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Keep a Journal
July 6, 2016

JournalParenting disputes between separated parents can be difficult to resolve simply because the court is not in a position to see all that is going on. Whether it is at trial to decide a final parenting plan, a hearing to decide a temporary parenting plan while a case is pending, or a contempt hearing where a parent is alleging non-compliance with the parenting plan, the judge has to rely primarily on testimony to understand the situation. Even when the parents are basically honest, they often recount very different versions of events.

A powerful tool for a parent to use is the contemporaneous journal. In this journal, the parent records all of the events that occur relevant to the parenting of the children. Each entry should have a date and time, should recount what was said and by whom, and should include any other interesting information.  And, the parent should record these events as they are happening.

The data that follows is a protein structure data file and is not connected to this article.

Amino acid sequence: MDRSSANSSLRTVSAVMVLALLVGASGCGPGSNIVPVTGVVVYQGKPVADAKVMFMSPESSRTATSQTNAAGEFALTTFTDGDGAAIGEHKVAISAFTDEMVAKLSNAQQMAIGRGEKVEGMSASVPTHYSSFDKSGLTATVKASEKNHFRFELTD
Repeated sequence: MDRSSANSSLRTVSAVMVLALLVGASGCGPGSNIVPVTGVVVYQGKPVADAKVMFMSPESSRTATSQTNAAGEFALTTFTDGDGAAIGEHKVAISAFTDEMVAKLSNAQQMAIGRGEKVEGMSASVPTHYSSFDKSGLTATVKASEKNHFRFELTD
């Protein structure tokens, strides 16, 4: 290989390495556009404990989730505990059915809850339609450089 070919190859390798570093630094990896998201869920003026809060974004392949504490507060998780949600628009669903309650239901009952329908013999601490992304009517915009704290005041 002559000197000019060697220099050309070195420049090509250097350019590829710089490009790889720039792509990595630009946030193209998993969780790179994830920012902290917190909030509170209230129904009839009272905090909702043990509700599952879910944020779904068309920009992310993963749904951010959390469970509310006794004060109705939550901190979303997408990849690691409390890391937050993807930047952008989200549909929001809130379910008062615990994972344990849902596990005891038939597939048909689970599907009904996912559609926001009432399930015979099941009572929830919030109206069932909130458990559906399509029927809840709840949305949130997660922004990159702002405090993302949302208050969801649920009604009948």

The journal’s usefulness is in supporting the parent’s testimony. When there is a disagreement about past events, the parent’s ability to state that he or she has kept a contemporaneous journal can lend credibility to that parent’s testimony consistent with what is in the journal. So long as the journal appears accurate, was made as the events happened, and is fairly detailed, the journal can render the testimony almost unimpeachable.

A good time to start a journal is when you first notice that something is wrong regarding the parenting of your children. You may be able to resolve the problem short of litigation. But if you cannot, having the journal may help support your position down the road.


This website provides general information to the public on legal issues. These informational materials are not intended, and should not be taken, as legal advice on any particular set of facts or circumstances. You should contact Brandli Law for advice on specific legal problems.

Brandli Law PLLC * PO Box 850, Friday Harbor, WA 98250 * (360) 378-5544